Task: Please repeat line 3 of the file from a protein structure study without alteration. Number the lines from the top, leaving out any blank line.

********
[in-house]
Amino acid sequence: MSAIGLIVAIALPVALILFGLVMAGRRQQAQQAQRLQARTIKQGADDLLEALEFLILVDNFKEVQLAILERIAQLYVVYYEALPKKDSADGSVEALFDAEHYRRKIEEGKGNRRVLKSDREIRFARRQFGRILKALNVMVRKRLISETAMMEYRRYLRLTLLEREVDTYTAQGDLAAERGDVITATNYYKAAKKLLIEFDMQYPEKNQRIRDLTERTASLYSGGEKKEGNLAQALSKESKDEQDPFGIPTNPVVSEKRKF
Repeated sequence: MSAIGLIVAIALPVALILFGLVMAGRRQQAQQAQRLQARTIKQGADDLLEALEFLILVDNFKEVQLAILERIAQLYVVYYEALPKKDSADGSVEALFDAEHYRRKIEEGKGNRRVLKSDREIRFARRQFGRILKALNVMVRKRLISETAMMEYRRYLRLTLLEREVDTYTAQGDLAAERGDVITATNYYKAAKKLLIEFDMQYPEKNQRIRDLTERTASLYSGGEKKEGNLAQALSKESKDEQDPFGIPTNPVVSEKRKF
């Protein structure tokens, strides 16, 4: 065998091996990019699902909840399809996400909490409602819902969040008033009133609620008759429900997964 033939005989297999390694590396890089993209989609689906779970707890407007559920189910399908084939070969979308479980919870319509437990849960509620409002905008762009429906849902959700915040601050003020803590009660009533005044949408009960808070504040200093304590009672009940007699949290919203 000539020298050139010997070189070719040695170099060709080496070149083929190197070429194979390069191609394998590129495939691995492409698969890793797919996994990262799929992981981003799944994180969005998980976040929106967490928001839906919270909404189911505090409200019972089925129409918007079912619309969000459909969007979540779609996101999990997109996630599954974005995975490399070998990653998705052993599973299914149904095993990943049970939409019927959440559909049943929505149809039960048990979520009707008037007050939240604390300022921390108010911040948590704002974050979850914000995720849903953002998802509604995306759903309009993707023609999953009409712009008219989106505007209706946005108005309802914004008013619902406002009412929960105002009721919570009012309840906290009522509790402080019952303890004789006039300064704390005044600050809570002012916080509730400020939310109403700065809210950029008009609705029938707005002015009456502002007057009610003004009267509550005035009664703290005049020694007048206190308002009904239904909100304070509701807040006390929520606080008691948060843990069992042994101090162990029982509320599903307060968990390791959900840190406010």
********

Repeated sequence: MSAIGLIVAIALPVALILFGLVMAGRRQQAQQAQRLQARTIKQGADDLLEALEFLILVDNFKEVQLAILERIAQLYVVYYEALPKKDSADGSVEALFDAEHYRRKIEEGKGNRRVLKSDREIRFARRQFGRILKALNVMVRKRLISETAMMEYRRYLRLTLLEREVDTYTAQGDLAAERGDVITATNYYKAAKKLLIEFDMQYPEKNQRIRDLTERTASLYSGGEKKEGNLAQALSKESKDEQDPFGIPTNPVVSEKRKF